Quoting from Wikipedia: “RIAA equalization is a form of pre-emphasis on recording and de-emphasis on playback. A recording is made with the low frequencies reduced and the high frequencies boosted, and on playback, the opposite occurs. The net result is a flat frequency response, but with attenuation of high-frequency noise such as hiss and clicks that arise from the recording medium. Reducing the low frequencies also limits the excursions the cutter needs to make when cutting a groove. Groove width is thus reduced, allowing more grooves to fit into a given surface area, permitting longer recording times. This also reduces physical stresses on the stylus, which might otherwise cause distortion or groove damage during playback.”

Further details on RIAA equalization can be found here.

Achieving the correct result, ‘a flat frequency response’, is an exceedingly difficult thing to do, and the phono stage is charged with its full responsibility in the play-back chain. Careful engineering is required and this has to be tested against real world listening experiments. In addition, the internal components chosen for a phono stage, the resistors and capacitors and so on, all can add subtle sonic flavours to the final outcome in the tone and sound stage, and so careful listening is required as well as careful selection and matching of internal parts. This is referred to in the industry as ‘voicing’ a component. The engineering required to produce a high quality phono stage is a labour of love.


Build Quality

The York phono stage and its power supply is nicely packaged, and the build quality is very good. It is housed in a slim aluminum enclosure with a blue LED light on the front that is just the right intensity. There is a front mounted on/off switch and a button that controls the choice of a MM or MC cartridge. Very unusually, there is also a gain control. With this knob you can set the level of gain infinitely for both the MM and MC input. This allows very close gain matching so there are no surprises when you switch in and out of the phono input on your amplifier. The middle detent position on the knob offers a good starting point.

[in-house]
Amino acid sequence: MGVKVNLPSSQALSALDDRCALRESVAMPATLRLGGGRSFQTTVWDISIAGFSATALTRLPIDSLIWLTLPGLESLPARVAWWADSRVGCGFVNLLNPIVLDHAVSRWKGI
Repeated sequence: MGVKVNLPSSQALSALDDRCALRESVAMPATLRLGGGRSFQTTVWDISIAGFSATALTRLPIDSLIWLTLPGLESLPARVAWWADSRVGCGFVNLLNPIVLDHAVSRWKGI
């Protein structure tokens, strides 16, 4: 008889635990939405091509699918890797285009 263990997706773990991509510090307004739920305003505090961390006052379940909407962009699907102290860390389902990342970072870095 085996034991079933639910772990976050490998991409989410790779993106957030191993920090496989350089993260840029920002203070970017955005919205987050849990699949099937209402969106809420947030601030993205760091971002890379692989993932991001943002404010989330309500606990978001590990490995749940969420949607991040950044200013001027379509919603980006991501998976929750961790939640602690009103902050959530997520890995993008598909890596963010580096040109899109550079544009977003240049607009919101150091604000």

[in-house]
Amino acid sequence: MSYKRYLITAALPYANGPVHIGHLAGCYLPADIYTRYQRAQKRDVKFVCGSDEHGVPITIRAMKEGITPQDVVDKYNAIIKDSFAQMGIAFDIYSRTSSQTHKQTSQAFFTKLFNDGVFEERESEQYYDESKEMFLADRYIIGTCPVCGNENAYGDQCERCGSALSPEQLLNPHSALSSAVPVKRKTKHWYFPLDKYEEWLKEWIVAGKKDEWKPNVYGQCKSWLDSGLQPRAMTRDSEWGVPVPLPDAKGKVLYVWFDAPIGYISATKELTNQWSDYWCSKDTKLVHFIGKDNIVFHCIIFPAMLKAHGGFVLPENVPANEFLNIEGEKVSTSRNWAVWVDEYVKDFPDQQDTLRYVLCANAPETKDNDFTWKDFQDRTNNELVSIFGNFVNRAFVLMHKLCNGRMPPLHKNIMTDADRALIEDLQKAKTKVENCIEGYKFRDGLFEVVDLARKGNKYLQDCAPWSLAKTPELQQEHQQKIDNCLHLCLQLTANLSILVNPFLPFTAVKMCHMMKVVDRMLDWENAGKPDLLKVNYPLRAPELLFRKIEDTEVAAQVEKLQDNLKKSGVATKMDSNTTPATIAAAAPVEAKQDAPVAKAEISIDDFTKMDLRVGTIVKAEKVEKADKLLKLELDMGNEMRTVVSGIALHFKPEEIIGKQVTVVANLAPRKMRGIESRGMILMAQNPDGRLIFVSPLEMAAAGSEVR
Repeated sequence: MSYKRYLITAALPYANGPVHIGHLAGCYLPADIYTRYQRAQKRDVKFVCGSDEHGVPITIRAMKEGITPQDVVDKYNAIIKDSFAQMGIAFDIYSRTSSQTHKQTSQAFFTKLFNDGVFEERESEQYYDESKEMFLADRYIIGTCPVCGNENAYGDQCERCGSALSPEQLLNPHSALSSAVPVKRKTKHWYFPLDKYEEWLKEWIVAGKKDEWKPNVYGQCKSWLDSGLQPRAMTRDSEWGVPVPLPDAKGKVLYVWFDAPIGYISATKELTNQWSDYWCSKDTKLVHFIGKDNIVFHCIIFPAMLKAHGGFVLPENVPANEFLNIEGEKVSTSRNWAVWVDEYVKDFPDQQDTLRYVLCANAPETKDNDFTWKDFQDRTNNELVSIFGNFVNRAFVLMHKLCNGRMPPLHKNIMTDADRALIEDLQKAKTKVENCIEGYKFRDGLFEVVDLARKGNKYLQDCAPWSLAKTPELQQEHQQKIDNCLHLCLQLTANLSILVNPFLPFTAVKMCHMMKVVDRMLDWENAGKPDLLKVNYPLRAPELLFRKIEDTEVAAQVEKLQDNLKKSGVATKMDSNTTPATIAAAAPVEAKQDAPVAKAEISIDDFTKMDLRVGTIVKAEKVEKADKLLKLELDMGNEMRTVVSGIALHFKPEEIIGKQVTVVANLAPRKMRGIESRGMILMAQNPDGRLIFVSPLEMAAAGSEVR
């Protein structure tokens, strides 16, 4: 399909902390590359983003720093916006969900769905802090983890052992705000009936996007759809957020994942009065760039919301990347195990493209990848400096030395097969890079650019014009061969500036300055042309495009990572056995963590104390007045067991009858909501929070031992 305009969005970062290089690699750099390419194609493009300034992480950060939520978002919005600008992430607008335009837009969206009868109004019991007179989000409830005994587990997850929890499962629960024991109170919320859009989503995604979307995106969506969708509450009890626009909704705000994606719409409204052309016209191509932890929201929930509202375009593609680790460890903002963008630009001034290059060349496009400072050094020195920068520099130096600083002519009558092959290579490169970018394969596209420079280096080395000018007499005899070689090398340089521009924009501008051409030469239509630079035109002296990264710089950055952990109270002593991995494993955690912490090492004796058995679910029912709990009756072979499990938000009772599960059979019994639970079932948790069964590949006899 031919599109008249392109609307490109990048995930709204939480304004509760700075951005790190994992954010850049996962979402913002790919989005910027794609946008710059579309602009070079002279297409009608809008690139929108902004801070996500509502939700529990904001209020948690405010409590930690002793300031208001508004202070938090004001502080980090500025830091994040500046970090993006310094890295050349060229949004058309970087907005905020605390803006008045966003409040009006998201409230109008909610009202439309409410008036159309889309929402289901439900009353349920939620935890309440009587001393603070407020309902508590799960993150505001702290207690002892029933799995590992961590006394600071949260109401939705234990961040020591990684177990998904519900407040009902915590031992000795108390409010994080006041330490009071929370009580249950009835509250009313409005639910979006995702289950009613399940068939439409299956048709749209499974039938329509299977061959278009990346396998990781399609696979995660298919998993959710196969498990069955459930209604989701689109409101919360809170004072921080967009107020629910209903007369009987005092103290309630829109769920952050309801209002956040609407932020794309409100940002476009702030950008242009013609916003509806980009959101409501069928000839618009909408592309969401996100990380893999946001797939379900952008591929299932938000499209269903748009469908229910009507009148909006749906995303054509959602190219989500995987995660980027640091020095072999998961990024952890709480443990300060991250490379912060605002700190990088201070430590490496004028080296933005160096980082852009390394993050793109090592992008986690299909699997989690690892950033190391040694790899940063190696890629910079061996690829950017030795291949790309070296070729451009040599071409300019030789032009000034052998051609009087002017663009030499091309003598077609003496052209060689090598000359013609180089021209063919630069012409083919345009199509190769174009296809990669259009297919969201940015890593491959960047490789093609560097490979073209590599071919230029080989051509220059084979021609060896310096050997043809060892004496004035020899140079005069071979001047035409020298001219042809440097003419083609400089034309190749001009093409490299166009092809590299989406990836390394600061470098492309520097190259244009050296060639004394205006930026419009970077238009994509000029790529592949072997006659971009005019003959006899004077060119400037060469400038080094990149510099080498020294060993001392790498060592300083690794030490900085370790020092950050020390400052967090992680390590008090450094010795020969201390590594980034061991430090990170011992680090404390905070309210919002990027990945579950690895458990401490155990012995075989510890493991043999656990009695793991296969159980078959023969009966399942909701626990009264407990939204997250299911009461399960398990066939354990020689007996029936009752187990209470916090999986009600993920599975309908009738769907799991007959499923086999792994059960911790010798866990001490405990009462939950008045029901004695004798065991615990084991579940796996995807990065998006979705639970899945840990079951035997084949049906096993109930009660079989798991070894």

The back of the pre-amp contains the RCA inputs and outputs as well as a substantial tone arm ground post. The bottom of the chassis has a series of DIP switches that allow custom tailoring of the resistance and capacitance levels that will match your cartridge, I am using a HANA EL (a low output moving coil) and the York came to me pre-configured to match my cartridge. However, the package supplied by Six Acoustic includes a solid plastic ‘pen’ that the user can employ to adjust the DIP switches as required. Some attention to detail is needed to set these switches as this can be confusing when first approached, but their operation is simple enough and no harm is done if you achieve the wrong settings initially. Users will just need to double check their switch work and ensure they have the data that they need on their respective cartridge.